During residency, I decided to continue using physiology to examine neural circuits underlying behavior.During my PGY-1 year, I joined the lab of Dr. Naoshige Uchida in Harvard's Department of Molecular and Cellular Biology. This lab uses a combination of anatomic, behavioral, physiologic and optogenetic techniques to dissect circuitry in the rodent midbrain related to dopamine function. During my PGY-3, followuped on some of the results from these pilot projects, as well as develop ways to apply these techniques to substance abuse models. Through the Research Concentration Program, I get support to block off chucks of time spending almost every morning of my PGY-3 year in lab. The RCP provided me two months during my PGY-2 year where I could be nearly all of my time in the lab (excepting an afternoon each for psychiatry didactics and clinic). During this time I worked on two pilot projects in the lab, recording from behaving mice to examine the relationship between how specific midbrain circuits contribute to reward prediction error coding in VTA dopamine neurons.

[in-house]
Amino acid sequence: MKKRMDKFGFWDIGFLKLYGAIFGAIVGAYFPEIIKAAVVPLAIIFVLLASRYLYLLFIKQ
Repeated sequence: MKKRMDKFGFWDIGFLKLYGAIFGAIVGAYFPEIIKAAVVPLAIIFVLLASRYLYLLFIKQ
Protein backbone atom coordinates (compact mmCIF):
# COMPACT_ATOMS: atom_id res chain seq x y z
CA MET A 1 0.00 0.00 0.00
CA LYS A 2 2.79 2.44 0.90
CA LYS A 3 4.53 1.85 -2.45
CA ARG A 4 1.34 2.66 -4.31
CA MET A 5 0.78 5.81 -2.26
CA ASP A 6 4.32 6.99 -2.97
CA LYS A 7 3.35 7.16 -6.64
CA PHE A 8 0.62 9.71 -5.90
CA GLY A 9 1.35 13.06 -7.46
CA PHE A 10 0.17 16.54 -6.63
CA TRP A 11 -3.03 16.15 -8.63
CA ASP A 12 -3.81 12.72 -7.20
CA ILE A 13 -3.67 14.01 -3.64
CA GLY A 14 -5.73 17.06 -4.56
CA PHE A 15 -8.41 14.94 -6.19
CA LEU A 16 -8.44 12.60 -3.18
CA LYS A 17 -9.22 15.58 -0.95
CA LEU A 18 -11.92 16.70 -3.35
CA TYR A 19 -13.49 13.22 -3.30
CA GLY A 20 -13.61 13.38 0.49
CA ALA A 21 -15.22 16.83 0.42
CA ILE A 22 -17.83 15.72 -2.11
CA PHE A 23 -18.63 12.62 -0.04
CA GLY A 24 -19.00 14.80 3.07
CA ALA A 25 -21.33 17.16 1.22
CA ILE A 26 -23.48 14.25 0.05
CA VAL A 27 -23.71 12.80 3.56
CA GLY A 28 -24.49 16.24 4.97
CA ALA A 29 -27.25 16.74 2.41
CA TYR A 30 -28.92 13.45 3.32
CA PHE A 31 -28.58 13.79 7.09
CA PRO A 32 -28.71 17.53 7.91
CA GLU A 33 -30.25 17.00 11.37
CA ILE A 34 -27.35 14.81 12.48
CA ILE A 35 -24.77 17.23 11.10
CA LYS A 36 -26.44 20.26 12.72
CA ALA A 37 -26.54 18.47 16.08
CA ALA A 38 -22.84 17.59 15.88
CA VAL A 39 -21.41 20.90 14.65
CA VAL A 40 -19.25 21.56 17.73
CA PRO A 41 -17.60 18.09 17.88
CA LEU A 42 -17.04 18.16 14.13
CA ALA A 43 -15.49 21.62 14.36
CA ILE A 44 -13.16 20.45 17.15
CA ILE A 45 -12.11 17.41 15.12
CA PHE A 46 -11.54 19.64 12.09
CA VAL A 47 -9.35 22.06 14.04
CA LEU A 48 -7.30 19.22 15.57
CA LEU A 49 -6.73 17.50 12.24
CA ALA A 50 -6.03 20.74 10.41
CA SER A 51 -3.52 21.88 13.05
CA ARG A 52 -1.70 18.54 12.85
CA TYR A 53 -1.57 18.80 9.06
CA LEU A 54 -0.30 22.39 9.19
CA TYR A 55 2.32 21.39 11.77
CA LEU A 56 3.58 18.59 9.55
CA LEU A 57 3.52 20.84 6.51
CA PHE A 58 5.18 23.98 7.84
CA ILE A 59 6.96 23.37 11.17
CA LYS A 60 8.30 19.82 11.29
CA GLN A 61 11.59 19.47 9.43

I grew up in Pittsburgh, fell in love with neuroscience as an undergraduate at MIT, and went to Washington University in St. Louis for medical school. While there, I completed a Ph.D. thesis working with Gregory DeAngelis and Larry Snyder studying neural mechanisms of perceptual decision making. My thesis work involved single-unit physiology in behaving primates and computational modeling.